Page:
Morning Comments; Monday, March 4th, 2019

Grains are trading mixed on the overnight session.

Contract lows had grains on edge on Friday, but both corn and soybeans bounced back at the end of the session. Speculative buying spurred the comeback following friendly numbers from the National Ag Statistics Service on January soybean crush at 182.9 million bushels. This put crush 6.5 million higher than a year ago and now 47 million bushels ahead of the USDA forecast. Bulging soybean stocks at wide basis levels are promoting higher crush rates despite lower crush margins than last year. Soybean meal exports continue to remain strong and soybean oil usage has increased from stronger U.S. biodiesel consumption.

U.S./China trade negotiations rumored to be making some headway. The U.S. has delayed the increase from 10% to 25% tariff rates on Friday, as it was considered no longer necessary as talks are progressing. President Trump has asked China to remove all tariffs on U.S. agricultural products. The U.S. has also asked China to remove tariffs on U.S. ethanol to help spur imports into China.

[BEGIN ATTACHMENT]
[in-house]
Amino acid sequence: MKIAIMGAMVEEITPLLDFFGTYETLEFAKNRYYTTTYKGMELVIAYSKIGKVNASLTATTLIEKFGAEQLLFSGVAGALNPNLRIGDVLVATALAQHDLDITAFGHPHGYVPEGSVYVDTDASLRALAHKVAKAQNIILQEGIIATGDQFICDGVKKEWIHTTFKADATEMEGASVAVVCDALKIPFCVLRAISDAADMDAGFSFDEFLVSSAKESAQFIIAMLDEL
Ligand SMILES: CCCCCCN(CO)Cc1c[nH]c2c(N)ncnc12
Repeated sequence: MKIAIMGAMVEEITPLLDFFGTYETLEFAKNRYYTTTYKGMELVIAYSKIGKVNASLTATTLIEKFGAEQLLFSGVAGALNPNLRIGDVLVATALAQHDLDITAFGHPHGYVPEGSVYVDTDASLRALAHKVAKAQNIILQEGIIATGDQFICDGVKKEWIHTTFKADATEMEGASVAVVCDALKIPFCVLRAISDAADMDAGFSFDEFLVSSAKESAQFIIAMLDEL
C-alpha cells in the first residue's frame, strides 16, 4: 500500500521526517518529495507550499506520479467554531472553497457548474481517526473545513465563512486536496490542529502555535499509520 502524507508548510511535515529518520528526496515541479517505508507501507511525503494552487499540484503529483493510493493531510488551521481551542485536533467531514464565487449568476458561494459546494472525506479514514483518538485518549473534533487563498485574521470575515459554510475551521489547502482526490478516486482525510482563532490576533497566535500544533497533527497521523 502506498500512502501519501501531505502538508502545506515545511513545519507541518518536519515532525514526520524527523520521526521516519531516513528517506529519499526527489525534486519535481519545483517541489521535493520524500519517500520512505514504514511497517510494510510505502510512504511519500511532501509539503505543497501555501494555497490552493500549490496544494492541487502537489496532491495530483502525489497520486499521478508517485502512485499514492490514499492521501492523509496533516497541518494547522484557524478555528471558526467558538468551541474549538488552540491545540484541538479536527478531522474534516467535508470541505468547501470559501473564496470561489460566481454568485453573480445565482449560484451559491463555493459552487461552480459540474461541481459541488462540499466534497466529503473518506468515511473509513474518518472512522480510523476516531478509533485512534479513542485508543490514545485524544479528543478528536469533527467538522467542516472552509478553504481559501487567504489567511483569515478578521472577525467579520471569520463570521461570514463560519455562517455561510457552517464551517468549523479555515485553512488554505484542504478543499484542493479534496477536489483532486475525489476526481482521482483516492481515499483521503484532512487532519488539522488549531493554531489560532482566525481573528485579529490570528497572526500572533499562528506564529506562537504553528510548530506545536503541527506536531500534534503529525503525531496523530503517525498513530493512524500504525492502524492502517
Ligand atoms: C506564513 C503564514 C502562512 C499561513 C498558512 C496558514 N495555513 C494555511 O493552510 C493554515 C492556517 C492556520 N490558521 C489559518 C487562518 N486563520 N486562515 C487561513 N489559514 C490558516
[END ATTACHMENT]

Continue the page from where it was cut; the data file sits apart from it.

U.S. Secretary of Agriculture Perdue announced Friday that the EPA has confirmed they can implement the new E15 policy by June 1st, in time for summer gasoline blends to included E15. Secretary Perdue has asked the EPA to push the marketplace to be ready by June 1st for E15 blends.

Market Movers: Chinese trade negotiations, acreage debate and export business.

For more information, you may contact Adam Suntken at (712)-454-1061, or e-mail at asuntken@maxyieldcooperative.com. The opinions and views expressed in this commentary are solely those of Adam Suntken. Data used in writing this commentary obtained from various sources believed to be accurate. This commentary is intended for informational purposes only and is not intended for developing specific commodity trading strategies. Any and all risk involved with commodity trading should be determined before establishing a futures position. Please visit our Risk Disclosure Page for more information on commodity trading.




 

Market Commentary provided by:

Karl Setzer Grain Commentary